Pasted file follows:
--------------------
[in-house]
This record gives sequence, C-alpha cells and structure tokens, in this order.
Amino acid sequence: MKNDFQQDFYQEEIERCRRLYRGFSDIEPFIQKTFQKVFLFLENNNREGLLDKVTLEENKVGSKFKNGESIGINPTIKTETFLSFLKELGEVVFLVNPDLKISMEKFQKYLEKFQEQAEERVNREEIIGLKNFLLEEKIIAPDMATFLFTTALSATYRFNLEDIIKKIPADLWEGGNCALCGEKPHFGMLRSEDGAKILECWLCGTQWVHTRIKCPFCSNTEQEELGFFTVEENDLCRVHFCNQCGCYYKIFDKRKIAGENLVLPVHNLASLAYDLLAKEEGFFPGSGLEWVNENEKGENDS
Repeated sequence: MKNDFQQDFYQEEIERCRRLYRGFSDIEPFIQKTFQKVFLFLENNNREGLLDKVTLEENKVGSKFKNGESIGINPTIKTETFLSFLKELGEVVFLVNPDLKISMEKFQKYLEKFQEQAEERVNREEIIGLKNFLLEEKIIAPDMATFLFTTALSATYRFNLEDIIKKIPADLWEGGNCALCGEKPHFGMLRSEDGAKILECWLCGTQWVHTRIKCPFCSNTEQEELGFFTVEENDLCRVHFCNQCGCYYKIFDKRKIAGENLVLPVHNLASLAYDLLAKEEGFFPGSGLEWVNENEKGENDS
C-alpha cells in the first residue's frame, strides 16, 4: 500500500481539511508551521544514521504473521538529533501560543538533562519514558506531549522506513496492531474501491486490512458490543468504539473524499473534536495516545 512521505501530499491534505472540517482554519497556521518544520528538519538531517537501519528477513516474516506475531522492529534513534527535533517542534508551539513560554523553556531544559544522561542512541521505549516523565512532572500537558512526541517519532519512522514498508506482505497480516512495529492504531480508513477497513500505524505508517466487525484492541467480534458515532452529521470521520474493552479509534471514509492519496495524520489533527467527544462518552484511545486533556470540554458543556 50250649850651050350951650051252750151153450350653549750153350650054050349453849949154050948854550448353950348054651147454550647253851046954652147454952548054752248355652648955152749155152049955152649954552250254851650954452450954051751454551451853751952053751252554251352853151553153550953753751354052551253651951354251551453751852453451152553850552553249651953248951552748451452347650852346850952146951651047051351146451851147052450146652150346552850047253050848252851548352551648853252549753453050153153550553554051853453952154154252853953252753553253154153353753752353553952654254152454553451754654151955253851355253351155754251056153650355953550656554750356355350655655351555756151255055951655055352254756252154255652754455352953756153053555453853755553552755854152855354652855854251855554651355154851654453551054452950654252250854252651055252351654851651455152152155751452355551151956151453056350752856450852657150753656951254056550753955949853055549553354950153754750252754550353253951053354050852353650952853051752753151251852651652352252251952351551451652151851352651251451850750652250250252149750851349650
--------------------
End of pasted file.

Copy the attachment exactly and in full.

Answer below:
[in-house]
This record gives sequence, C-alpha cells and structure tokens, in this order.
Amino acid sequence: MKNDFQQDFYQEEIERCRRLYRGFSDIEPFIQKTFQKVFLFLENNNREGLLDKVTLEENKVGSKFKNGESIGINPTIKTETFLSFLKELGEVVFLVNPDLKISMEKFQKYLEKFQEQAEERVNREEIIGLKNFLLEEKIIAPDMATFLFTTALSATYRFNLEDIIKKIPADLWEGGNCALCGEKPHFGMLRSEDGAKILECWLCGTQWVHTRIKCPFCSNTEQEELGFFTVEENDLCRVHFCNQCGCYYKIFDKRKIAGENLVLPVHNLASLAYDLLAKEEGFFPGSGLEWVNENEKGENDS
Repeated sequence: MKNDFQQDFYQEEIERCRRLYRGFSDIEPFIQKTFQKVFLFLENNNREGLLDKVTLEENKVGSKFKNGESIGINPTIKTETFLSFLKELGEVVFLVNPDLKISMEKFQKYLEKFQEQAEERVNREEIIGLKNFLLEEKIIAPDMATFLFTTALSATYRFNLEDIIKKIPADLWEGGNCALCGEKPHFGMLRSEDGAKILECWLCGTQWVHTRIKCPFCSNTEQEELGFFTVEENDLCRVHFCNQCGCYYKIFDKRKIAGENLVLPVHNLASLAYDLLAKEEGFFPGSGLEWVNENEKGENDS
C-alpha cells in the first residue's frame, strides 16, 4: 500500500481539511508551521544514521504473521538529533501560543538533562519514558506531549522506513496492531474501491486490512458490543468504539473524499473534536495516545 512521505501530499491534505472540517482554519497556521518544520528538519538531517537501519528477513516474516506475531522492529534513534527535533517542534508551539513560554523553556531544559544522561542512541521505549516523565512532572500537558512526541517519532519512522514498508506482505497480516512495529492504531480508513477497513500505524505508517466487525484492541467480534458515532452529521470521520474493552479509534471514509492519496495524520489533527467527544462518552484511545486533556470540554458543556 50250649850651050350951650051252750151153450350653549750153350650054050349453849949154050948854550448353950348054651147454550647253851046954652147454952548054752248355652648955152749155152049955152649954552250254851650954452450954051751454551451853751952053751252554251352853151553153550953753751354052551253651951354251551453751852453451152553850552553249651953248951552748451452347650852346850952146951651047051351146451851147052450146652150346552850047253050848252851548352551648853252549753453050153153550553554051853453952154154252853953252753553253154153353753752353553952654254152454553451754654151955253851355253351155754251056153650355953550656554750356355350655655351555756151255055951655055352254756252154255652754455352953756153053555453853755553552755854152855354652855854251855554651355154851654453551054452950654252250854252651055252351654851651455152152155751452355551151956151453056350752856450852657150753656951254056550753955949853055549553354950153754750252754550353253951053354050852353650952853051752753151251852651652352252251952351551451652151851352651251451850750652250250252149750851349650